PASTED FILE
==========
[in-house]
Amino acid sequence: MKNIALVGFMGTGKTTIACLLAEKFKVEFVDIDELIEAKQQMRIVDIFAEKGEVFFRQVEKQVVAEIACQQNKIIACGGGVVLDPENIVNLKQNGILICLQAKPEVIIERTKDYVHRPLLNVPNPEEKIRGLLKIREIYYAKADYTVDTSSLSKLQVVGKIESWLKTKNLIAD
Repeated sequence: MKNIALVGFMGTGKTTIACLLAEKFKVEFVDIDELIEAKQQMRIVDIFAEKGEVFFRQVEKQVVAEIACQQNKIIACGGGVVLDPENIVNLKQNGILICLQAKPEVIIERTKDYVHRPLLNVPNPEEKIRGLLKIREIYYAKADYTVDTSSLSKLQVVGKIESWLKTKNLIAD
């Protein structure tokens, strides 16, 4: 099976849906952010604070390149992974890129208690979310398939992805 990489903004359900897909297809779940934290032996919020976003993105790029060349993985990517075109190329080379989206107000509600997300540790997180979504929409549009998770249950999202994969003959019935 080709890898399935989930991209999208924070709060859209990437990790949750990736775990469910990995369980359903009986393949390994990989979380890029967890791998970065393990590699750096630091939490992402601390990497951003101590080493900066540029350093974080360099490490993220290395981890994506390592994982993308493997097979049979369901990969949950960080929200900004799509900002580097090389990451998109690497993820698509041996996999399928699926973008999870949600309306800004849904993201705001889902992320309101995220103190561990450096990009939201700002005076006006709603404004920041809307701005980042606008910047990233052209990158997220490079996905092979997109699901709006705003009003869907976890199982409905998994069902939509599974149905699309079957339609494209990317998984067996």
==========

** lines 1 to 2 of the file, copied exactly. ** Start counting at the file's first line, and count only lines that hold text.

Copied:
[in-house]
Amino acid sequence: MKNIALVGFMGTGKTTIACLLAEKFKVEFVDIDELIEAKQQMRIVDIFAEKGEVFFRQVEKQVVAEIACQQNKIIACGGGVVLDPENIVNLKQNGILICLQAKPEVIIERTKDYVHRPLLNVPNPEEKIRGLLKIREIYYAKADYTVDTSSLSKLQVVGKIESWLKTKNLIAD